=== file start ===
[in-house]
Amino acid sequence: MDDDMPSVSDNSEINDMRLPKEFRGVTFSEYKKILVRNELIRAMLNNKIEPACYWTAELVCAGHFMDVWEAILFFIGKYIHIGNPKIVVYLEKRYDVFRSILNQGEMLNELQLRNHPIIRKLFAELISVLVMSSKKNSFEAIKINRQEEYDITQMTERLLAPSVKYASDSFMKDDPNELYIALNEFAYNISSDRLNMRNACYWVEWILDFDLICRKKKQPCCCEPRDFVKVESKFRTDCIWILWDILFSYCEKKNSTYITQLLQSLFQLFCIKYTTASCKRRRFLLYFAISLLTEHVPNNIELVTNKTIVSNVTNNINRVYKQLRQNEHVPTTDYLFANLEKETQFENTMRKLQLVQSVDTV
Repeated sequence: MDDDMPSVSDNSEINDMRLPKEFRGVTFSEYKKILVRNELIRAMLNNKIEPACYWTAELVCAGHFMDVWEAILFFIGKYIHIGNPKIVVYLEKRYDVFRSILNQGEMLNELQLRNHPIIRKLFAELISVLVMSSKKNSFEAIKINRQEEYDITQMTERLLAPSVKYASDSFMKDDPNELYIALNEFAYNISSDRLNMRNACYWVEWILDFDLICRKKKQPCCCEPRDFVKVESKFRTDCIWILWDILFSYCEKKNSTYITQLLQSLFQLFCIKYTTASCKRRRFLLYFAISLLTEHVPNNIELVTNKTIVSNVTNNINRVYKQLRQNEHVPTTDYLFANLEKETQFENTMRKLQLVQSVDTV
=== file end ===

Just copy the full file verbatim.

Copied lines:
[in-house]
Amino acid sequence: MDDDMPSVSDNSEINDMRLPKEFRGVTFSEYKKILVRNELIRAMLNNKIEPACYWTAELVCAGHFMDVWEAILFFIGKYIHIGNPKIVVYLEKRYDVFRSILNQGEMLNELQLRNHPIIRKLFAELISVLVMSSKKNSFEAIKINRQEEYDITQMTERLLAPSVKYASDSFMKDDPNELYIALNEFAYNISSDRLNMRNACYWVEWILDFDLICRKKKQPCCCEPRDFVKVESKFRTDCIWILWDILFSYCEKKNSTYITQLLQSLFQLFCIKYTTASCKRRRFLLYFAISLLTEHVPNNIELVTNKTIVSNVTNNINRVYKQLRQNEHVPTTDYLFANLEKETQFENTMRKLQLVQSVDTV
Repeated sequence: MDDDMPSVSDNSEINDMRLPKEFRGVTFSEYKKILVRNELIRAMLNNKIEPACYWTAELVCAGHFMDVWEAILFFIGKYIHIGNPKIVVYLEKRYDVFRSILNQGEMLNELQLRNHPIIRKLFAELISVLVMSSKKNSFEAIKINRQEEYDITQMTERLLAPSVKYASDSFMKDDPNELYIALNEFAYNISSDRLNMRNACYWVEWILDFDLICRKKKQPCCCEPRDFVKVESKFRTDCIWILWDILFSYCEKKNSTYITQLLQSLFQLFCIKYTTASCKRRRFLLYFAISLLTEHVPNNIELVTNKTIVSNVTNNINRVYKQLRQNEHVPTTDYLFANLEKETQFENTMRKLQLVQSVDTV